Sunday, November 30, 2008


I love corn-bread for breakfast. Especially the day after it is baked when it is little hard and you heat it up and put a little butter and honey on top. My Mom and Dad used to enjoy it for breakfast or lunch, crumbled up in a bowl of milk.

This last year I took the easy way and bought Marie Callender's cornbread mix. It used to be so good, practically cornbread cake. But several months ago I baked a batch and it was not good--even bitter. Then I bought a another mix thinking it would improve if I added a can of creamed corn. Slightly better but still not good.

I found this recipe in a magazine--can't remember which one--but the chef is a Southern cook named Crecent Dragonwagon--isn't that a great name? And this recipe is in her book, The Cornbread Gospels.

I didn't have a cast iron skillet and secretly alway wanted one (I'm not a camper so where was my excuse to purchase one?) Target had the brand I wanted--Lodge Logic--so I bought a 10-inch skillet for around $14.

The cornbread was excellent--crunchy on the edges and not real sweet. And the stone ground corn meal is worth looking for. I found a good brand, Bob's Red Mill, at Whole Foods but I know it's at Sprouts, too.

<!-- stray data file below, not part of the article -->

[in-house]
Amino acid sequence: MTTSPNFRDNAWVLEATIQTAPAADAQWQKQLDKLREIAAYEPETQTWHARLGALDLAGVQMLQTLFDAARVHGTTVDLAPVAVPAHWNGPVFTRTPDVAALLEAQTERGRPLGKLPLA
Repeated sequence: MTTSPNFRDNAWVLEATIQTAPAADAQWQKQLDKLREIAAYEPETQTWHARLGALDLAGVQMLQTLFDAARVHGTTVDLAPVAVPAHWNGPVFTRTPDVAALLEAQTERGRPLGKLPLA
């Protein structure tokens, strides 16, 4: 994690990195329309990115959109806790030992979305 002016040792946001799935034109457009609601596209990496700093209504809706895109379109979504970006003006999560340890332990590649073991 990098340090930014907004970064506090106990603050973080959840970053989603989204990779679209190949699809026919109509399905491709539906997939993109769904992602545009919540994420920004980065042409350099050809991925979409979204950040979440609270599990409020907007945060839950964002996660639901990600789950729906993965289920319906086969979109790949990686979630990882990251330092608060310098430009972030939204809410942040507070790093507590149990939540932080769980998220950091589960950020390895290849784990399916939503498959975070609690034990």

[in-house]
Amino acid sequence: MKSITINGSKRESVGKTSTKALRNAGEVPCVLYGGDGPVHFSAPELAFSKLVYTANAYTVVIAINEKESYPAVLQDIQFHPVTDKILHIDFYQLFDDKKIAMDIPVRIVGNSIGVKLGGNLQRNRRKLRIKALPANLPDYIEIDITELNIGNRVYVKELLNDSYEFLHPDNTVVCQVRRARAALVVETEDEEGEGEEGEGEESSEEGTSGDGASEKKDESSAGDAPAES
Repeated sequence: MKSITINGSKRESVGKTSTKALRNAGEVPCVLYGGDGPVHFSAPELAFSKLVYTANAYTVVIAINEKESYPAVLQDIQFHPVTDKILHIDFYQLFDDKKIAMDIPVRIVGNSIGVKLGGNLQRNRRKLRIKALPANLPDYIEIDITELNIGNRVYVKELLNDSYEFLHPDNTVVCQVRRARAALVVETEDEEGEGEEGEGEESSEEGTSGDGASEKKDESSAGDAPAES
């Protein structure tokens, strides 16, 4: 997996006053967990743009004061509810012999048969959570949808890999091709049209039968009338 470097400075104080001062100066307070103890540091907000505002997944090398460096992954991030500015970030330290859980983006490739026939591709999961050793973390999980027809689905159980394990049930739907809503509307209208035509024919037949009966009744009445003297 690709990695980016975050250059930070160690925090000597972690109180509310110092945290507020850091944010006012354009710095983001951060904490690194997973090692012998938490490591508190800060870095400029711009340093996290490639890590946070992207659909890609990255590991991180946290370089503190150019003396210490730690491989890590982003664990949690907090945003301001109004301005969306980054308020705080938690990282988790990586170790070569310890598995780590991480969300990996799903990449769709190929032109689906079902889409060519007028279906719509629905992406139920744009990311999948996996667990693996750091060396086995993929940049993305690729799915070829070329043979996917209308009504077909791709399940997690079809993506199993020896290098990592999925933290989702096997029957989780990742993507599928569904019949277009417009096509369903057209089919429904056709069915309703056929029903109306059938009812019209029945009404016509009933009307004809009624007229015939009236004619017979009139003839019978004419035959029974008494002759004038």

Crescent Dragonwagon's
Dairy Hollow House Skillet-Sizzled Cornbread

vegetable oil cooking spray
1 cup unbleached white flour
1 cup stone-ground yellow cornmeal
1 tablespoon baking powder
1/4 teaspoon salt
1/4 teaspoon baking soda
1 1/4 cups buttermilk
2 tablespoons sugar
1 egg
1/4 cup mild vegetable oil
2 tablespoons butter
1. Preheat oven to 375. Spray a 10-inch skillet with cooking spray and set aside.
2. Sift together the flour, cornmeal, baking powder and salt into a medium bowl.
3. In a smaller bowl, stir the baking soda into the buttermilk. Whisk in the sugar, egg and vegetable oil.
4. Put the prepared skillet over medium heat, add the butter, and heat until the butter melts and is just starting to sizzle. Tilt the pan to coat the sides and bottom.
5. Pour the wet ingredients into the dry and combine quickly, using as few strokes as possible.

Scrape the batter into the prepared pan and bake until the cornbread is golden brown, about 25 minutes. Slice into wedges and serve.

Friday, November 28, 2008


For years I have tried different pecan pie recipes--I could never get the pie just right. If the filling looked done then the crust was burnt. If the crust looked right then the filling was too runny.

One day, Pam told me about her mom's pecan pie recipe and I instantly asked for it. Pam's mom, Phyllis, is a Southern lady--the real deal. So, I immediately knew this recipe would be THE one for me. This is the only pecan pie recipe I will ever make. It is perfection! And I think the secret is to cook the filling BEFORE you pour it in the pie shell.

By the way, Phyllis just celebrated her 80th birthday! Her party, hosted by her three daughters, included darling hats and hand-made boas--it was great fun.

Phyllis' Pecan Pie

½ c granulated sugar
1 ¼ c dark Karo syrup (spray measuring cup with Pam, tip from Phyllis)
3 eggs